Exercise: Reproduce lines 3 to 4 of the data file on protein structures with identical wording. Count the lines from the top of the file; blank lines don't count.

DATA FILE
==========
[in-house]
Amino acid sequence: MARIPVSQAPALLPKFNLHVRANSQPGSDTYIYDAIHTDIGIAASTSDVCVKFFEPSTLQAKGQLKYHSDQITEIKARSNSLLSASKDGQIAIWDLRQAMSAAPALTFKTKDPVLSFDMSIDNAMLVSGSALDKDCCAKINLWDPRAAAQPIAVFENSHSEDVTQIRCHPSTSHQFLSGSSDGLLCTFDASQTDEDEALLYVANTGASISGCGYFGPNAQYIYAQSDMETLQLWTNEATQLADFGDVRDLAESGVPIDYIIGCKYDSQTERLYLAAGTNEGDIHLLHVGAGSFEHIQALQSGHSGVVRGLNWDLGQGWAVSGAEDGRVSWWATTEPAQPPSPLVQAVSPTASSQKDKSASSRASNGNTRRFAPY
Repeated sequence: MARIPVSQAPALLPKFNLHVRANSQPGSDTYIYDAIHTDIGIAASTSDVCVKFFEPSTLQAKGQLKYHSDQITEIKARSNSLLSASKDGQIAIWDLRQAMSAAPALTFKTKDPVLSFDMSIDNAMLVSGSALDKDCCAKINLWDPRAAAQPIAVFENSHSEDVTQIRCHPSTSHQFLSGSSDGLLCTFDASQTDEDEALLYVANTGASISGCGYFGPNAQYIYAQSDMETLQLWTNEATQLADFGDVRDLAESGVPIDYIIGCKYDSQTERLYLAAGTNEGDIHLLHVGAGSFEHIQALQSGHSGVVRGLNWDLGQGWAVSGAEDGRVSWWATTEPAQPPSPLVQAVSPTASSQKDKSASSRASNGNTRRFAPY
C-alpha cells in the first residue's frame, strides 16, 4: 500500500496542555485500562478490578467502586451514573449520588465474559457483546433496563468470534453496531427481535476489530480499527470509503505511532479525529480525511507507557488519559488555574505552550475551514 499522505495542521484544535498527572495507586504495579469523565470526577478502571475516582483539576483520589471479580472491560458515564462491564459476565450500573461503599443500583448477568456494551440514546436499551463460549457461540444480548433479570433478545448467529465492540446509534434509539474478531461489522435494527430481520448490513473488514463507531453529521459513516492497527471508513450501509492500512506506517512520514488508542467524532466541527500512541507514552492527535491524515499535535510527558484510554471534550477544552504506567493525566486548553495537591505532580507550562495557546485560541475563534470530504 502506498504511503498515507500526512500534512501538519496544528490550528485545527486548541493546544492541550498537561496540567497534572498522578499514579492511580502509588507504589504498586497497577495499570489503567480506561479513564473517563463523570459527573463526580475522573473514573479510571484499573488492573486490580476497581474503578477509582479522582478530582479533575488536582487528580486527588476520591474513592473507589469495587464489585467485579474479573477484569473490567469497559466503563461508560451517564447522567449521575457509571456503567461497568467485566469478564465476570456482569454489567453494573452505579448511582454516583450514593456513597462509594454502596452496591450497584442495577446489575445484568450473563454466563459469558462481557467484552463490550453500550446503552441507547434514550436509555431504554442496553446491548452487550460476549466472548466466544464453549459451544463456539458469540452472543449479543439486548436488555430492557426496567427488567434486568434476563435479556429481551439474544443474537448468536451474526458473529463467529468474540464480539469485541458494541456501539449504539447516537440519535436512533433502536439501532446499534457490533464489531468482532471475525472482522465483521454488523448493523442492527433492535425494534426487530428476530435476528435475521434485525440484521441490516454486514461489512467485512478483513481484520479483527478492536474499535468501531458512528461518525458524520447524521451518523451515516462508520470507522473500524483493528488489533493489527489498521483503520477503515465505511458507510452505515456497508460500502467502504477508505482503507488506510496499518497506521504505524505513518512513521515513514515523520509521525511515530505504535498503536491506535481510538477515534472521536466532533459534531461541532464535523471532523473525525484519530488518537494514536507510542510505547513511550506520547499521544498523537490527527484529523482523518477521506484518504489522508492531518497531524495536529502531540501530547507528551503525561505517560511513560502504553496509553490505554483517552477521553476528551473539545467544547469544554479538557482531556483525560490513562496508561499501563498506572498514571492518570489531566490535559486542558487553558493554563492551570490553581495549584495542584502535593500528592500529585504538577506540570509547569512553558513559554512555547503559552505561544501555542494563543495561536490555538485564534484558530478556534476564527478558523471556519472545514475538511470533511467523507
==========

Repeated sequence: MARIPVSQAPALLPKFNLHVRANSQPGSDTYIYDAIHTDIGIAASTSDVCVKFFEPSTLQAKGQLKYHSDQITEIKARSNSLLSASKDGQIAIWDLRQAMSAAPALTFKTKDPVLSFDMSIDNAMLVSGSALDKDCCAKINLWDPRAAAQPIAVFENSHSEDVTQIRCHPSTSHQFLSGSSDGLLCTFDASQTDEDEALLYVANTGASISGCGYFGPNAQYIYAQSDMETLQLWTNEATQLADFGDVRDLAESGVPIDYIIGCKYDSQTERLYLAAGTNEGDIHLLHVGAGSFEHIQALQSGHSGVVRGLNWDLGQGWAVSGAEDGRVSWWATTEPAQPPSPLVQAVSPTASSQKDKSASSRASNGNTRRFAPY
C-alpha cells in the first residue's frame, strides 16, 4: 500500500496542555485500562478490578467502586451514573449520588465474559457483546433496563468470534453496531427481535476489530480499527470509503505511532479525529480525511507507557488519559488555574505552550475551514 499522505495542521484544535498527572495507586504495579469523565470526577478502571475516582483539576483520589471479580472491560458515564462491564459476565450500573461503599443500583448477568456494551440514546436499551463460549457461540444480548433479570433478545448467529465492540446509534434509539474478531461489522435494527430481520448490513473488514463507531453529521459513516492497527471508513450501509492500512506506517512520514488508542467524532466541527500512541507514552492527535491524515499535535510527558484510554471534550477544552504506567493525566486548553495537591505532580507550562495557546485560541475563534470530504 502506498504511503498515507500526512500534512501538519496544528490550528485545527486548541493546544492541550498537561496540567497534572498522578499514579492511580502509588507504589504498586497497577495499570489503567480506561479513564473517563463523570459527573463526580475522573473514573479510571484499573488492573486490580476497581474503578477509582479522582478530582479533575488536582487528580486527588476520591474513592473507589469495587464489585467485579474479573477484569473490567469497559466503563461508560451517564447522567449521575457509571456503567461497568467485566469478564465476570456482569454489567453494573452505579448511582454516583450514593456513597462509594454502596452496591450497584442495577446489575445484568450473563454466563459469558462481557467484552463490550453500550446503552441507547434514550436509555431504554442496553446491548452487550460476549466472548466466544464453549459451544463456539458469540452472543449479543439486548436488555430492557426496567427488567434486568434476563435479556429481551439474544443474537448468536451474526458473529463467529468474540464480539469485541458494541456501539449504539447516537440519535436512533433502536439501532446499534457490533464489531468482532471475525472482522465483521454488523448493523442492527433492535425494534426487530428476530435476528435475521434485525440484521441490516454486514461489512467485512478483513481484520479483527478492536474499535468501531458512528461518525458524520447524521451518523451515516462508520470507522473500524483493528488489533493489527489498521483503520477503515465505511458507510452505515456497508460500502467502504477508505482503507488506510496499518497506521504505524505513518512513521515513514515523520509521525511515530505504535498503536491506535481510538477515534472521536466532533459534531461541532464535523471532523473525525484519530488518537494514536507510542510505547513511550506520547499521544498523537490527527484529523482523518477521506484518504489522508492531518497531524495536529502531540501530547507528551503525561505517560511513560502504553496509553490505554483517552477521553476528551473539545467544547469544554479538557482531556483525560490513562496508561499501563498506572498514571492518570489531566490535559486542558487553558493554563492551570490553581495549584495542584502535593500528592500529585504538577506540570509547569512553558513559554512555547503559552505561544501555542494563543495561536490555538485564534484558530478556534476564527478558523471556519472545514475538511470533511467523507